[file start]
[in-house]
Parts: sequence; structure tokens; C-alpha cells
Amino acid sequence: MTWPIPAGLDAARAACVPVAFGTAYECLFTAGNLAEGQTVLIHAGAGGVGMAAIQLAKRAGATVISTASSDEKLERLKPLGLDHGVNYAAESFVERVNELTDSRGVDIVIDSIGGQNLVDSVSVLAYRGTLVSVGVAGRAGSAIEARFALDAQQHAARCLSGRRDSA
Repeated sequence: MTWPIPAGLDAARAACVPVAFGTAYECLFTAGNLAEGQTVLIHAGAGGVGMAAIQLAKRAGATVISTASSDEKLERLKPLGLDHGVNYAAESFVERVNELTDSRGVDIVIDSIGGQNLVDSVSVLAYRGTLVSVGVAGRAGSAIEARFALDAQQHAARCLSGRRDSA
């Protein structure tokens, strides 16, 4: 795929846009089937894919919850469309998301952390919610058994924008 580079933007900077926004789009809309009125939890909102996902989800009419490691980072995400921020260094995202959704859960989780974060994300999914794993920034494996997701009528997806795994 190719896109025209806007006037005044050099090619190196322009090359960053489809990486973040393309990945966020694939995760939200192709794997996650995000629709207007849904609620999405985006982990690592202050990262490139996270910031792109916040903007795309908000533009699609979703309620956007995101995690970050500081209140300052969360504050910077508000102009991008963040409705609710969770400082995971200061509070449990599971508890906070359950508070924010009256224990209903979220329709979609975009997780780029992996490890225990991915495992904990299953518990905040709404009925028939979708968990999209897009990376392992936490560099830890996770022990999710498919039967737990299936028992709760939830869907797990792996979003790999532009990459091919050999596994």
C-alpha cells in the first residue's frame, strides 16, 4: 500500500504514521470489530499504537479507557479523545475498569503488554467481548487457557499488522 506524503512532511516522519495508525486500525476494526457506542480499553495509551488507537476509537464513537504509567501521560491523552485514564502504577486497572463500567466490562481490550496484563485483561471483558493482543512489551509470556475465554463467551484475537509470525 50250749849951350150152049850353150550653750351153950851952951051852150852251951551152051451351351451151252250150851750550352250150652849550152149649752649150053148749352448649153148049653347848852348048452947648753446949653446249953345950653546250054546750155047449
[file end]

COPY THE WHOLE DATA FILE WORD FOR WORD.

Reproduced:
[in-house]
Parts: sequence; structure tokens; C-alpha cells
Amino acid sequence: MTWPIPAGLDAARAACVPVAFGTAYECLFTAGNLAEGQTVLIHAGAGGVGMAAIQLAKRAGATVISTASSDEKLERLKPLGLDHGVNYAAESFVERVNELTDSRGVDIVIDSIGGQNLVDSVSVLAYRGTLVSVGVAGRAGSAIEARFALDAQQHAARCLSGRRDSA
Repeated sequence: MTWPIPAGLDAARAACVPVAFGTAYECLFTAGNLAEGQTVLIHAGAGGVGMAAIQLAKRAGATVISTASSDEKLERLKPLGLDHGVNYAAESFVERVNELTDSRGVDIVIDSIGGQNLVDSVSVLAYRGTLVSVGVAGRAGSAIEARFALDAQQHAARCLSGRRDSA
């Protein structure tokens, strides 16, 4: 795929846009089937894919919850469309998301952390919610058994924008 580079933007900077926004789009809309009125939890909102996902989800009419490691980072995400921020260094995202959704859960989780974060994300999914794993920034494996997701009528997806795994 190719896109025209806007006037005044050099090619190196322009090359960053489809990486973040393309990945966020694939995760939200192709794997996650995000629709207007849904609620999405985006982990690592202050990262490139996270910031792109916040903007795309908000533009699609979703309620956007995101995690970050500081209140300052969360504050910077508000102009991008963040409705609710969770400082995971200061509070449990599971508890906070359950508070924010009256224990209903979220329709979609975009997780780029992996490890225990991915495992904990299953518990905040709404009925028939979708968990999209897009990376392992936490560099830890996770022990999710498919039967737990299936028992709760939830869907797990792996979003790999532009990459091919050999596994």
C-alpha cells in the first residue's frame, strides 16, 4: 500500500504514521470489530499504537479507557479523545475498569503488554467481548487457557499488522 506524503512532511516522519495508525486500525476494526457506542480499553495509551488507537476509537464513537504509567501521560491523552485514564502504577486497572463500567466490562481490550496484563485483561471483558493482543512489551509470556475465554463467551484475537509470525 50250749849951350150152049850353150550653750351153950851952951051852150852251951551152051451351351451151252250150851750550352250150652849550152149649752649150053148749352448649153148049653347848852348048452947648753446949653446249953345950653546250054546750155047449